John, 30, from Afghanistan, has been living in the camp for 3 months
“I’d like to reach Hackney in London, so I can live with my brother. He was granted asylum in the UK in 2010 and has been living there ever since. The thing is, it’s impossible to cross the border, and so I won’t be able to claim asylum in the UK. I’m doing better than most people here with my shop, but I can’t stay like this - it’s not the life anyone would want. When it rains everything is soaked through and it’s so loud on the roof of my tent. It gets very cold. Back home I had a textile shop where I imported textiles from China and India. I would love to be able to open my own shop in London.”
Omer, 19, from Kurdistan, has been in the camp for 3 months
“I hope I’ll be able get this generator to work. I don’t think too far ahead because here you can’t allow yourself to dream too much. This isn’t living. We do nothing but waiting all day, and then try to make the crossing in the evening. It’s dangerous here too. There’s is so much frustration that people get very aggressive. I heard two people died last night – there was a big fight in the camp. But there’s nothing I can do about that. If we can just get the generator to work then we can sit inside Mohammed’s place, outside of the cold and the rain.”
Hussain from Pakistan, 42, has been living in the camp for 2 months
“I’d like to go back to Birmingham. I lived there for two years, working in construction. I loved it there. I worked hard and built myself a life and had many friends. I went back to Pakistan in 2013 to be with my family, and now I can’t go back to the UK. I’m trapped here: if I go back to my family in Pakistan I throw away everything I sacrificed to get here. I want them to be able to join me in Birmingham; there is no opportunity for us where I come from - we don’t have enough money to live. Why should the place I was born prevent me from being able to earn enough money to feed my family?”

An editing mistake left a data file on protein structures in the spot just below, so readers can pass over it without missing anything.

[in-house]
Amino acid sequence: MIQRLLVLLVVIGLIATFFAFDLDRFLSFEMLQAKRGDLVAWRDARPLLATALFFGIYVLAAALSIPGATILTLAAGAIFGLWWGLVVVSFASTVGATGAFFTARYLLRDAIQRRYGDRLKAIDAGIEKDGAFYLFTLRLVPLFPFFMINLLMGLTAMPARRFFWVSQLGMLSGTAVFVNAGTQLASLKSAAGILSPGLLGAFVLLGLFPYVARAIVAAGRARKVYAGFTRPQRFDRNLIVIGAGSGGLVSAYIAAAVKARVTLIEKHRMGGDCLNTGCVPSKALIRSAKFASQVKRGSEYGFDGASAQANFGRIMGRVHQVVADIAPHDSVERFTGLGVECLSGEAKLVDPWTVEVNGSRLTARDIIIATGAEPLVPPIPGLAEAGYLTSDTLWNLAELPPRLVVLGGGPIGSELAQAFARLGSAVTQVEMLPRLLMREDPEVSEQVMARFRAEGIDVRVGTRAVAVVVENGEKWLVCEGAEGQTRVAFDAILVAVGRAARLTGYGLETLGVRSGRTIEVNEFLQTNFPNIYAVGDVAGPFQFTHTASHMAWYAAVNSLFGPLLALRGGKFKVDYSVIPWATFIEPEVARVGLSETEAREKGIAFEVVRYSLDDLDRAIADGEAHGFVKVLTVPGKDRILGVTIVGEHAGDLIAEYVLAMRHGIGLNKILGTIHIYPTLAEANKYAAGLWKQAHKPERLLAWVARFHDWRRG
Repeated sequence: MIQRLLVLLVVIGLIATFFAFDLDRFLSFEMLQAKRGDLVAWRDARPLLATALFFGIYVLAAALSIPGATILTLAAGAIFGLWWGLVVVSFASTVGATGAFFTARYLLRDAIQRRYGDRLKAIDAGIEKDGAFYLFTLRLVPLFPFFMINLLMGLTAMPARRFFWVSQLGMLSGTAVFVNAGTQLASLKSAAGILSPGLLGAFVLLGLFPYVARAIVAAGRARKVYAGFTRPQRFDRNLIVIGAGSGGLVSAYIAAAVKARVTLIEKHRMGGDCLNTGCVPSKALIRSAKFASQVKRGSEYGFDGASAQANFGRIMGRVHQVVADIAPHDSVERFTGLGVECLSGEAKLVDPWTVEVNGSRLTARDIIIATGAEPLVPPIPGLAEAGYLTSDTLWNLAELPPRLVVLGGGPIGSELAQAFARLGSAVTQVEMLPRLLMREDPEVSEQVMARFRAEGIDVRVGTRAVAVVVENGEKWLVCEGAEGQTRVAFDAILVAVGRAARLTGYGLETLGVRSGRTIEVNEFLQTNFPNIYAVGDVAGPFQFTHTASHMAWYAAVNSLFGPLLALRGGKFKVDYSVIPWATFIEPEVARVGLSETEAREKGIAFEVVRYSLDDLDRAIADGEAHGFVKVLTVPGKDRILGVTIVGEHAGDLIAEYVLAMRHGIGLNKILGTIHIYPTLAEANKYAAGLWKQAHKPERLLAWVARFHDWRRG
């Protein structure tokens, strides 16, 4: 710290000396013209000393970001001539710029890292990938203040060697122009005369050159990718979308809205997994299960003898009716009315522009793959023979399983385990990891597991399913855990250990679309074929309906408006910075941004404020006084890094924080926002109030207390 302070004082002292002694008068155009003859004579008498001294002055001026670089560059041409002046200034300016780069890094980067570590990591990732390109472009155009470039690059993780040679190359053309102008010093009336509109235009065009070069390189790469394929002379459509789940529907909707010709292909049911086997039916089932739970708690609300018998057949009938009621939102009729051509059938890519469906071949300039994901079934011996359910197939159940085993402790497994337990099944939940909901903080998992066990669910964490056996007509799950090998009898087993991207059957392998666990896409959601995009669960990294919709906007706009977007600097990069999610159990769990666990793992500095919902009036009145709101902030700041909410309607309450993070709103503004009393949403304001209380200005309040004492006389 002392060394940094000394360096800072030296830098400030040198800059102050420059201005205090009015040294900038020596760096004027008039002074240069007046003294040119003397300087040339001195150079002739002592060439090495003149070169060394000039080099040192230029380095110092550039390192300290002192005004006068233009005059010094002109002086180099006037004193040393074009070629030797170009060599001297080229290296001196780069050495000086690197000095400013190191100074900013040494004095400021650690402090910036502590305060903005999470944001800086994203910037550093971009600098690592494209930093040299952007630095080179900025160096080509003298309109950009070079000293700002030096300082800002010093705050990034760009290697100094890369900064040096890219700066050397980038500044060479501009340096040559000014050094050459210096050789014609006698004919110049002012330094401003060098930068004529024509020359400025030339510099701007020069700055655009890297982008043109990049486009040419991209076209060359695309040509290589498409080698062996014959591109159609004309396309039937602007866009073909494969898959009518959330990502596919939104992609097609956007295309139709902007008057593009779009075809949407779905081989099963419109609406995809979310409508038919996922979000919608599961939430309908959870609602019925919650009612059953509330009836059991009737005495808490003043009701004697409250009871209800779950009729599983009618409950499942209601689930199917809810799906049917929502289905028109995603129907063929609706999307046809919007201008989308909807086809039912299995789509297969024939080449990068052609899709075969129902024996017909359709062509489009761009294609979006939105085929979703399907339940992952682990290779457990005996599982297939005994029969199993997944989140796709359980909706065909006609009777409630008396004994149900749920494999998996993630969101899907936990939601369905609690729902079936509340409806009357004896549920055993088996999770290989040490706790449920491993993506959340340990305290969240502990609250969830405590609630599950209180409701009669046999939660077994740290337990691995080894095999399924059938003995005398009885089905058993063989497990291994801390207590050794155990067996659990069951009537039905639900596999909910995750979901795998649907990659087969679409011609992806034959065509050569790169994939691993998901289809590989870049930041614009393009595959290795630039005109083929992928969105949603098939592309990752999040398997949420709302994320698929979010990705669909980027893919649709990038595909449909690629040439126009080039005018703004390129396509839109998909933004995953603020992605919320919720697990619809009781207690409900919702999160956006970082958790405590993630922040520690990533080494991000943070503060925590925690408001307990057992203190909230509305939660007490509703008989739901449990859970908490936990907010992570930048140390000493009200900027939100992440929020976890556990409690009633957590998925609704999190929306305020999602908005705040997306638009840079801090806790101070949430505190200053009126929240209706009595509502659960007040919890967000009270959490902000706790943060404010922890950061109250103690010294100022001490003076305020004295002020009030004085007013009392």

Aslam from Afghanistan, 24, has been in the camp for 2 months
“Next year I want to complete my business degree. I had been studying for two years in Kabul when the Taliban attacked the city and my course was put on hold. Next year I want to finish my degree and graduate. Then I could go on to get a good job and earn money. Right now I am so poor, I have nothing. There is no chance of making any money in my country, it’s such a mess.”
Mohamed from Sudan, 22 has been living in Calais for 10 months
“I hope that my hand will stop hurting. I tried to make the crossing on the train a few weeks ago, but the police caught me. They were very aggressive and broke these two fingers. I haven’t been able to see a doctor and I don’t think my fingers will ever look normal again. The police always seem so angry. Some nights, they throw tear gas from the road down into the tents. There are women and children here too. It’s not fair, where do they think we will go?”
Firas, 18, from Syria, arrived at the camp last night
“I just want a tent and coat. I have been travelling on foot for the last three months and I don’t have anything. When I have those things, come back and ask me. Right now I’m too cold.”